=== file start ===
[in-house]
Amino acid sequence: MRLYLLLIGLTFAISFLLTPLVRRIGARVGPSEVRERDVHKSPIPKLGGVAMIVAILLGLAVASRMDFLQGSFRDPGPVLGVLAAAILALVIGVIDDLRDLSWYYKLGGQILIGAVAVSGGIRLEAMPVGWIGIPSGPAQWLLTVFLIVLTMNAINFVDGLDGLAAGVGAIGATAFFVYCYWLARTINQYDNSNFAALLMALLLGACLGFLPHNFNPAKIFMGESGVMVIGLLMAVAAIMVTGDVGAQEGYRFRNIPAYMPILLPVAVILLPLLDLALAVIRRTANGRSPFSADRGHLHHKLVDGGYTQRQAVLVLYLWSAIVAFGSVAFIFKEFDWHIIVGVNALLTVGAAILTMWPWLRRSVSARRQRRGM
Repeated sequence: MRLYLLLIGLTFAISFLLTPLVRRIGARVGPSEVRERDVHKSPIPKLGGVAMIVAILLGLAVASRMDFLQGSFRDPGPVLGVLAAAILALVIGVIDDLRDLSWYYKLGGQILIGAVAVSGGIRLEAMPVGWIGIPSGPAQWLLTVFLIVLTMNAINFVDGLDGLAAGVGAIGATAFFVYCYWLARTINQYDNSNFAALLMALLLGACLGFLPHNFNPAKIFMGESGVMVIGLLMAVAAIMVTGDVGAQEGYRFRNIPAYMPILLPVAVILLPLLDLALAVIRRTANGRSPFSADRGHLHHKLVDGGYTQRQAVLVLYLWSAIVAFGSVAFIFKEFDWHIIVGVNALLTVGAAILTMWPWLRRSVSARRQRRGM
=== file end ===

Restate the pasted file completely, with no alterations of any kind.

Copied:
[in-house]
Amino acid sequence: MRLYLLLIGLTFAISFLLTPLVRRIGARVGPSEVRERDVHKSPIPKLGGVAMIVAILLGLAVASRMDFLQGSFRDPGPVLGVLAAAILALVIGVIDDLRDLSWYYKLGGQILIGAVAVSGGIRLEAMPVGWIGIPSGPAQWLLTVFLIVLTMNAINFVDGLDGLAAGVGAIGATAFFVYCYWLARTINQYDNSNFAALLMALLLGACLGFLPHNFNPAKIFMGESGVMVIGLLMAVAAIMVTGDVGAQEGYRFRNIPAYMPILLPVAVILLPLLDLALAVIRRTANGRSPFSADRGHLHHKLVDGGYTQRQAVLVLYLWSAIVAFGSVAFIFKEFDWHIIVGVNALLTVGAAILTMWPWLRRSVSARRQRRGM
Repeated sequence: MRLYLLLIGLTFAISFLLTPLVRRIGARVGPSEVRERDVHKSPIPKLGGVAMIVAILLGLAVASRMDFLQGSFRDPGPVLGVLAAAILALVIGVIDDLRDLSWYYKLGGQILIGAVAVSGGIRLEAMPVGWIGIPSGPAQWLLTVFLIVLTMNAINFVDGLDGLAAGVGAIGATAFFVYCYWLARTINQYDNSNFAALLMALLLGACLGFLPHNFNPAKIFMGESGVMVIGLLMAVAAIMVTGDVGAQEGYRFRNIPAYMPILLPVAVILLPLLDLALAVIRRTANGRSPFSADRGHLHHKLVDGGYTQRQAVLVLYLWSAIVAFGSVAFIFKEFDWHIIVGVNALLTVGAAILTMWPWLRRSVSARRQRRGM